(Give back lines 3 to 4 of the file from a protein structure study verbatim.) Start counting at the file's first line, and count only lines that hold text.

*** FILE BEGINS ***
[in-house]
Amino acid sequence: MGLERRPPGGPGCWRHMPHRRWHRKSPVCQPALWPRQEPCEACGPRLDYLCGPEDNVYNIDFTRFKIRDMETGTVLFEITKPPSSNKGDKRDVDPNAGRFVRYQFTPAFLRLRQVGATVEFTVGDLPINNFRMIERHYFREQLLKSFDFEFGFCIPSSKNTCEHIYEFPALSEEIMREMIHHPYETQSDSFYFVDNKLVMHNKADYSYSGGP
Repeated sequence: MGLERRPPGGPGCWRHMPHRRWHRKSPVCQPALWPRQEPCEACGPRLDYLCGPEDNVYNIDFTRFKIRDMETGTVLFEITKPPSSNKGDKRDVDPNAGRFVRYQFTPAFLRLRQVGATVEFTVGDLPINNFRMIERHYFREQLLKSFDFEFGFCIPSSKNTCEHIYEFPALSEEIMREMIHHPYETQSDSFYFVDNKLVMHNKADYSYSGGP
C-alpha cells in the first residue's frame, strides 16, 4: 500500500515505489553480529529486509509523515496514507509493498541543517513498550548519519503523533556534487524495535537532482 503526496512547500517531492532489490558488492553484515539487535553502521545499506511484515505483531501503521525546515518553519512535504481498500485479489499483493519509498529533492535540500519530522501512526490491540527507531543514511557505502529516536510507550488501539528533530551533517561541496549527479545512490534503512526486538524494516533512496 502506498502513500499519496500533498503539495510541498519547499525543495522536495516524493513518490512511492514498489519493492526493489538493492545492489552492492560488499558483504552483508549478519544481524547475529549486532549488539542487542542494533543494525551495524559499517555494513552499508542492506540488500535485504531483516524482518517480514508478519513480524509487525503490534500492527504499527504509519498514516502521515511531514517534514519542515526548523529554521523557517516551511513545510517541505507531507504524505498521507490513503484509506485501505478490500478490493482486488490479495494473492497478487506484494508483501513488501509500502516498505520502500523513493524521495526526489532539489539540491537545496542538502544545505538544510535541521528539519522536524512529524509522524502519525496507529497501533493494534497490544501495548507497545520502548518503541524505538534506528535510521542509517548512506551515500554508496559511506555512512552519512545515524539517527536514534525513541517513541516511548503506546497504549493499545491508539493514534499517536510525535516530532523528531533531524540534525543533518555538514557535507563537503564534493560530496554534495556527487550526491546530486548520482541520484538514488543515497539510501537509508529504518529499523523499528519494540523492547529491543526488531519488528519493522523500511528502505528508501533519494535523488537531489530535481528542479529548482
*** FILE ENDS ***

Repeated sequence: MGLERRPPGGPGCWRHMPHRRWHRKSPVCQPALWPRQEPCEACGPRLDYLCGPEDNVYNIDFTRFKIRDMETGTVLFEITKPPSSNKGDKRDVDPNAGRFVRYQFTPAFLRLRQVGATVEFTVGDLPINNFRMIERHYFREQLLKSFDFEFGFCIPSSKNTCEHIYEFPALSEEIMREMIHHPYETQSDSFYFVDNKLVMHNKADYSYSGGP
C-alpha cells in the first residue's frame, strides 16, 4: 500500500515505489553480529529486509509523515496514507509493498541543517513498550548519519503523533556534487524495535537532482 503526496512547500517531492532489490558488492553484515539487535553502521545499506511484515505483531501503521525546515518553519512535504481498500485479489499483493519509498529533492535540500519530522501512526490491540527507531543514511557505502529516536510507550488501539528533530551533517561541496549527479545512490534503512526486538524494516533512496 502506498502513500499519496500533498503539495510541498519547499525543495522536495516524493513518490512511492514498489519493492526493489538493492545492489552492492560488499558483504552483508549478519544481524547475529549486532549488539542487542542494533543494525551495524559499517555494513552499508542492506540488500535485504531483516524482518517480514508478519513480524509487525503490534500492527504499527504509519498514516502521515511531514517534514519542515526548523529554521523557517516551511513545510517541505507531507504524505498521507490513503484509506485501505478490500478490493482486488490479495494473492497478487506484494508483501513488501509500502516498505520502500523513493524521495526526489532539489539540491537545496542538502544545505538544510535541521528539519522536524512529524509522524502519525496507529497501533493494534497490544501495548507497545520502548518503541524505538534506528535510521542509517548512506551515500554508496559511506555512512552519512545515524539517527536514534525513541517513541516511548503506546497504549493499545491508539493514534499517536510525535516530532523528531533531524540534525543533518555538514557535507563537503564534493560530496554534495556527487550526491546530486548520482541520484538514488543515497539510501537509508529504518529499523523499528519494540523492547529491543526488531519488528519493522523500511528502505528508501533519494535523488537531489530535481528542479529548482